Local Russian Orthodox believers, a fearless babushka first among them, are pictured here observing the feast with the traditional triple immersions into frigid bodies of water such as semi-frozen rivers or ponds.
Longstanding tradition holds that the triple immersions, done in the name of the Holy Trinity on the day of the Church’s great feast which marks the Trinity’s revelation to mankind at Christ’s baptism in the River Jordan, wash away believers’ sins.
The images here are taken from the January 2010 Theophany observations at the New Jerusalem monastery outside Moscow.
In this additional YouTube video, taken from the January 2011 Theophany observations at the monastery of Raifa in the Kazan diocese, you can see the solemn processions with clergymen and laity carrying holy icons, censers and banners to the solemn ringing of church bells to the man-made “Jordan”.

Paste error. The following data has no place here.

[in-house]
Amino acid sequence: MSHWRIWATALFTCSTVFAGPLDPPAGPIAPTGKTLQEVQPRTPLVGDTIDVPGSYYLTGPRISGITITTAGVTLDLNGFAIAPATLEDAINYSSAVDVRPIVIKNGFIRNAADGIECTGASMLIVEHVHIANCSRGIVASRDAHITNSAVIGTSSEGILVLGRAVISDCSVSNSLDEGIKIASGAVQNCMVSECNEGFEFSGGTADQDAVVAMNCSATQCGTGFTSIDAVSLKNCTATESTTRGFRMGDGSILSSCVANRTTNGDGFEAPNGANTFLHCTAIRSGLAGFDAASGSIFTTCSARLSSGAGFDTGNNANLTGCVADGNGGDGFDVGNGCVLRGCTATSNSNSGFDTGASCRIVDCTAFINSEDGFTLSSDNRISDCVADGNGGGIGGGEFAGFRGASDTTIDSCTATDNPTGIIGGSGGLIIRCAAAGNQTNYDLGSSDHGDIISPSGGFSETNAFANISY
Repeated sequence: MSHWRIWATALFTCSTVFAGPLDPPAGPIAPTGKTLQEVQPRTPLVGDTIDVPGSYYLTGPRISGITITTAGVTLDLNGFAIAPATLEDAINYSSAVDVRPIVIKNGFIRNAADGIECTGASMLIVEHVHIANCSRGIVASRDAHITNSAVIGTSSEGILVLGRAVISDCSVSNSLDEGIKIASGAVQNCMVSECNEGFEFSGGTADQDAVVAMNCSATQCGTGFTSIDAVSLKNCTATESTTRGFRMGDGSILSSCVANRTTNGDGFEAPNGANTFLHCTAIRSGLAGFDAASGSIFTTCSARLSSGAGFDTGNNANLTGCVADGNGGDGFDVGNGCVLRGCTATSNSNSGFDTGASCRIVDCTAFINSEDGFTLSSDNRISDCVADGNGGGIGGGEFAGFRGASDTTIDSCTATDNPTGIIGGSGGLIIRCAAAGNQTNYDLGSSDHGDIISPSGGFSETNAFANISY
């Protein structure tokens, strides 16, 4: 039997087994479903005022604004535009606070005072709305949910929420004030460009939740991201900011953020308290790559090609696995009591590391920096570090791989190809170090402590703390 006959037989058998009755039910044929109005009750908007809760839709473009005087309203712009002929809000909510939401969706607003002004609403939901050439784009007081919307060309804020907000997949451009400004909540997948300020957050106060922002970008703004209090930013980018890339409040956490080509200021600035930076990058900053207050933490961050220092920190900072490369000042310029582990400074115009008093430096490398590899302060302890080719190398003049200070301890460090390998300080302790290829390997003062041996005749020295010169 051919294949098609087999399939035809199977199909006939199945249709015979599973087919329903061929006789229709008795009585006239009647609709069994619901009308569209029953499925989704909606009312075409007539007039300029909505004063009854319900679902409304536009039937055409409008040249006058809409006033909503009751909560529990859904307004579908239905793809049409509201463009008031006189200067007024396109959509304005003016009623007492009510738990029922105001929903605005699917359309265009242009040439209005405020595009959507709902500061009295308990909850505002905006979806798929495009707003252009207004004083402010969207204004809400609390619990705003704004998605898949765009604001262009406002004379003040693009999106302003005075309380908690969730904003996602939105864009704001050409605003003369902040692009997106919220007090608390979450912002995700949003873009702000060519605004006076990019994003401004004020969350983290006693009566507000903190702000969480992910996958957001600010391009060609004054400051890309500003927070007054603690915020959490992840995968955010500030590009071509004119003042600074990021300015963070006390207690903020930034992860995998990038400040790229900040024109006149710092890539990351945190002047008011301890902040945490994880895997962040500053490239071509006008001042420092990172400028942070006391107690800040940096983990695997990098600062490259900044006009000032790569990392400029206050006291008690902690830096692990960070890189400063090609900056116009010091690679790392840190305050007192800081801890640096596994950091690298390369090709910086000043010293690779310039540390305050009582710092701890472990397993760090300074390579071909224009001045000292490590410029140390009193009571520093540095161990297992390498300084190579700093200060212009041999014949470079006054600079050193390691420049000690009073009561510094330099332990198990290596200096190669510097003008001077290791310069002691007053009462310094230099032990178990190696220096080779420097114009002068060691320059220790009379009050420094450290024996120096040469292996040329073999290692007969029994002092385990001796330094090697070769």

The “Jordan” here is the cross-shaped hole cut into the ice above a frozen pond or lake which the attendant clergy bless (this is the Great Blessing of the Waters). As you can see, local villagers take great pride in their ice sculpting abilities and have fashioned an elaborate kind of open-air bath tub, a standing cross of St. Olga, and even a sculpted miniature of the Moscow Kremlin’s Cathedral of the Most Holy Protection of the Theotokos (popularly known as St. Basil’s Cathedral).